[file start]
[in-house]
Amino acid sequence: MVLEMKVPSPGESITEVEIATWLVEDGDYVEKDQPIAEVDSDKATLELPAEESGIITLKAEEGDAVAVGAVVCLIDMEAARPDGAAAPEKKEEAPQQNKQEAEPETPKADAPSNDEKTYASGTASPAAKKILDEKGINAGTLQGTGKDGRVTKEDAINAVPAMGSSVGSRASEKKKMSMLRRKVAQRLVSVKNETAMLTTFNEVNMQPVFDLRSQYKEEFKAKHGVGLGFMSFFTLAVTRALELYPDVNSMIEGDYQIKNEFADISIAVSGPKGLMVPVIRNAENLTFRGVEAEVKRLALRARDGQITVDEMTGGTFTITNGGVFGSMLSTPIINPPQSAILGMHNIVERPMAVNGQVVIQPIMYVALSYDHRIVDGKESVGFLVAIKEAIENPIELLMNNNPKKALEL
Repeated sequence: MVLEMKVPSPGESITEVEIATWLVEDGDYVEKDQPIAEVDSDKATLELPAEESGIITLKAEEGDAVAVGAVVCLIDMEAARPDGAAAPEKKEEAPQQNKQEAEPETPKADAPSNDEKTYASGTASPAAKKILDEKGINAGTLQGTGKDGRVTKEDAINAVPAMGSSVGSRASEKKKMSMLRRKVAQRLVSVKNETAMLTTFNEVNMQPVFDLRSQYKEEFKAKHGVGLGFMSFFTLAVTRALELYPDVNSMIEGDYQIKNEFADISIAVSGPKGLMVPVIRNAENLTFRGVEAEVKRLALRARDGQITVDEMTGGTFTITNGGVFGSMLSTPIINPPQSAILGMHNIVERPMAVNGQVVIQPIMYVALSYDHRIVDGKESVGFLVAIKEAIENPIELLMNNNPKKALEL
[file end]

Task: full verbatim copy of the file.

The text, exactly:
[in-house]
Amino acid sequence: MVLEMKVPSPGESITEVEIATWLVEDGDYVEKDQPIAEVDSDKATLELPAEESGIITLKAEEGDAVAVGAVVCLIDMEAARPDGAAAPEKKEEAPQQNKQEAEPETPKADAPSNDEKTYASGTASPAAKKILDEKGINAGTLQGTGKDGRVTKEDAINAVPAMGSSVGSRASEKKKMSMLRRKVAQRLVSVKNETAMLTTFNEVNMQPVFDLRSQYKEEFKAKHGVGLGFMSFFTLAVTRALELYPDVNSMIEGDYQIKNEFADISIAVSGPKGLMVPVIRNAENLTFRGVEAEVKRLALRARDGQITVDEMTGGTFTITNGGVFGSMLSTPIINPPQSAILGMHNIVERPMAVNGQVVIQPIMYVALSYDHRIVDGKESVGFLVAIKEAIENPIELLMNNNPKKALEL
Repeated sequence: MVLEMKVPSPGESITEVEIATWLVEDGDYVEKDQPIAEVDSDKATLELPAEESGIITLKAEEGDAVAVGAVVCLIDMEAARPDGAAAPEKKEEAPQQNKQEAEPETPKADAPSNDEKTYASGTASPAAKKILDEKGINAGTLQGTGKDGRVTKEDAINAVPAMGSSVGSRASEKKKMSMLRRKVAQRLVSVKNETAMLTTFNEVNMQPVFDLRSQYKEEFKAKHGVGLGFMSFFTLAVTRALELYPDVNSMIEGDYQIKNEFADISIAVSGPKGLMVPVIRNAENLTFRGVEAEVKRLALRARDGQITVDEMTGGTFTITNGGVFGSMLSTPIINPPQSAILGMHNIVERPMAVNGQVVIQPIMYVALSYDHRIVDGKESVGFLVAIKEAIENPIELLMNNNPKKALEL